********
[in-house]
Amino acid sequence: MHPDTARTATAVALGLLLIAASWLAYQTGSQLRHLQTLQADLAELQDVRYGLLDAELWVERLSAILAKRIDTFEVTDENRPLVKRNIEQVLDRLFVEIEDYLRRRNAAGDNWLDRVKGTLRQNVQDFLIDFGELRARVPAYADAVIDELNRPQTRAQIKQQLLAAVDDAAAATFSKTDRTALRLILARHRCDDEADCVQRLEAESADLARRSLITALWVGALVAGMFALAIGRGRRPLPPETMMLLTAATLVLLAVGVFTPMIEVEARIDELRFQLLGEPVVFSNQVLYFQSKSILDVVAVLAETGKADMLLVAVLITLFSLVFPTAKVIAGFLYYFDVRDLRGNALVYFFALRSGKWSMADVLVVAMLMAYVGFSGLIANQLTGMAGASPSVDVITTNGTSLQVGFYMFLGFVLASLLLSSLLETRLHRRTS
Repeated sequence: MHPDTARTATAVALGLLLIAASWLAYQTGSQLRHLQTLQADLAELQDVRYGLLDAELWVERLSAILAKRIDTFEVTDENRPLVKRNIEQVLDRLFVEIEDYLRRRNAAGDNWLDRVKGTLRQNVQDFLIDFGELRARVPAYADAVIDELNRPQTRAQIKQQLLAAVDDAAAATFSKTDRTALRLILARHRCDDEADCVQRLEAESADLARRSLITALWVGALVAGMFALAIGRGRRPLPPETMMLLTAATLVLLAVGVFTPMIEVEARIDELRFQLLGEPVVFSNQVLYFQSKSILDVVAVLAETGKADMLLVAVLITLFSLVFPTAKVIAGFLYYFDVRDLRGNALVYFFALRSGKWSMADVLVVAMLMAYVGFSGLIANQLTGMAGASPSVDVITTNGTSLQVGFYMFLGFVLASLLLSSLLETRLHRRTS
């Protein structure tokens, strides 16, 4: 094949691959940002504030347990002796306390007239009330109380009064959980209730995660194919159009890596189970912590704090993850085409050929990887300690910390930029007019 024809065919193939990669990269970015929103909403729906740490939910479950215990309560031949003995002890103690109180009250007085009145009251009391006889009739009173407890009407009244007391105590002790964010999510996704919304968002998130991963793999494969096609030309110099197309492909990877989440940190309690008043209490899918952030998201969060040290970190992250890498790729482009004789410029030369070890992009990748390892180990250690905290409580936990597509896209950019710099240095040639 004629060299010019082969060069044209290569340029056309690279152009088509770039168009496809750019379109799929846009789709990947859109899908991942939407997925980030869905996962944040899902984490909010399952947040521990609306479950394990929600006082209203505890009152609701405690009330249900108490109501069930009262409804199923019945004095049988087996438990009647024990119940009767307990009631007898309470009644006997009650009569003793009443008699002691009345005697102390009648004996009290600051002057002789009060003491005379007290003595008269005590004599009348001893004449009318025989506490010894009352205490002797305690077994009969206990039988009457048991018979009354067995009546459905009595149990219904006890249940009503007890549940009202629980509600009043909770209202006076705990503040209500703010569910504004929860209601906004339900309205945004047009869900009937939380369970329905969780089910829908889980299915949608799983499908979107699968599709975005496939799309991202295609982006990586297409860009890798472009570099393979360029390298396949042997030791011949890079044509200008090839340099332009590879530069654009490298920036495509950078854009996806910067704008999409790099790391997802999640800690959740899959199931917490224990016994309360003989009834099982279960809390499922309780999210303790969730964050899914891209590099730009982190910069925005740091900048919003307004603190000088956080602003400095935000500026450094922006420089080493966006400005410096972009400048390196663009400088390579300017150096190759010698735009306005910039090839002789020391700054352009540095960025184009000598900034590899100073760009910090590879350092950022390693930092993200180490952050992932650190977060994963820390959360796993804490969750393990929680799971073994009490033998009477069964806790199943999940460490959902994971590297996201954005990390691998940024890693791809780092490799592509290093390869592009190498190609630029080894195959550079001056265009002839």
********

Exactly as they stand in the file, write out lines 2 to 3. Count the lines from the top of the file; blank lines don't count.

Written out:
Amino acid sequence: MHPDTARTATAVALGLLLIAASWLAYQTGSQLRHLQTLQADLAELQDVRYGLLDAELWVERLSAILAKRIDTFEVTDENRPLVKRNIEQVLDRLFVEIEDYLRRRNAAGDNWLDRVKGTLRQNVQDFLIDFGELRARVPAYADAVIDELNRPQTRAQIKQQLLAAVDDAAAATFSKTDRTALRLILARHRCDDEADCVQRLEAESADLARRSLITALWVGALVAGMFALAIGRGRRPLPPETMMLLTAATLVLLAVGVFTPMIEVEARIDELRFQLLGEPVVFSNQVLYFQSKSILDVVAVLAETGKADMLLVAVLITLFSLVFPTAKVIAGFLYYFDVRDLRGNALVYFFALRSGKWSMADVLVVAMLMAYVGFSGLIANQLTGMAGASPSVDVITTNGTSLQVGFYMFLGFVLASLLLSSLLETRLHRRTS
Repeated sequence: MHPDTARTATAVALGLLLIAASWLAYQTGSQLRHLQTLQADLAELQDVRYGLLDAELWVERLSAILAKRIDTFEVTDENRPLVKRNIEQVLDRLFVEIEDYLRRRNAAGDNWLDRVKGTLRQNVQDFLIDFGELRARVPAYADAVIDELNRPQTRAQIKQQLLAAVDDAAAATFSKTDRTALRLILARHRCDDEADCVQRLEAESADLARRSLITALWVGALVAGMFALAIGRGRRPLPPETMMLLTAATLVLLAVGVFTPMIEVEARIDELRFQLLGEPVVFSNQVLYFQSKSILDVVAVLAETGKADMLLVAVLITLFSLVFPTAKVIAGFLYYFDVRDLRGNALVYFFALRSGKWSMADVLVVAMLMAYVGFSGLIANQLTGMAGASPSVDVITTNGTSLQVGFYMFLGFVLASLLLSSLLETRLHRRTS